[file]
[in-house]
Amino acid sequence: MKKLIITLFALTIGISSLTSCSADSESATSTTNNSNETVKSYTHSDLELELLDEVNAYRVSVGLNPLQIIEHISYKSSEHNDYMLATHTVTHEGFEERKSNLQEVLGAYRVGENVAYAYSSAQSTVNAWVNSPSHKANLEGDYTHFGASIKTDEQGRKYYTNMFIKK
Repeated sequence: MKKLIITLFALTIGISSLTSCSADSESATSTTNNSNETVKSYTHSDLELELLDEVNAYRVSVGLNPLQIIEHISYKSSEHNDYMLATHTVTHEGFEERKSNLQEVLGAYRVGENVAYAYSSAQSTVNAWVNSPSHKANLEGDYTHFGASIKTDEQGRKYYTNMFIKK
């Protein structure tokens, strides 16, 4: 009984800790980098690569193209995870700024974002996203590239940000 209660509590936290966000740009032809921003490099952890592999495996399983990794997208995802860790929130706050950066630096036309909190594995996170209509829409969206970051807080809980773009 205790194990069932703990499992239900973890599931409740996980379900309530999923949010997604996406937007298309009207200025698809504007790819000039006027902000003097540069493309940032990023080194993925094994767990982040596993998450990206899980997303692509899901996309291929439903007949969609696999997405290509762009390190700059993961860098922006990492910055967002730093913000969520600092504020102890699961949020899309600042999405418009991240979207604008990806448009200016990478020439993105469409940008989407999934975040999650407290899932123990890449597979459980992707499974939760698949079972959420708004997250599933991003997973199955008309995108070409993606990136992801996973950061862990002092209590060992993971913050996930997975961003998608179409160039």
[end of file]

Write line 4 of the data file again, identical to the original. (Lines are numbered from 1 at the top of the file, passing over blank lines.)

């Protein structure tokens, strides 16, 4: 009984800790980098690569193209995870700024974002996203590239940000 209660509590936290966000740009032809921003490099952890592999495996399983990794997208995802860790929130706050950066630096036309909190594995996170209509829409969206970051807080809980773009 205790194990069932703990499992239900973890599931409740996980379900309530999923949010997604996406937007298309009207200025698809504007790819000039006027902000003097540069493309940032990023080194993925094994767990982040596993998450990206899980997303692509899901996309291929439903007949969609696999997405290509762009390190700059993961860098922006990492910055967002730093913000969520600092504020102890699961949020899309600042999405418009991240979207604008990806448009200016990478020439993105469409940008989407999934975040999650407290899932123990890449597979459980992707499974939760698949079972959420708004997250599933991003997973199955008309995108070409993606990136992801996973950061862990002092209590060992993971913050996930997975961003998608179409160039």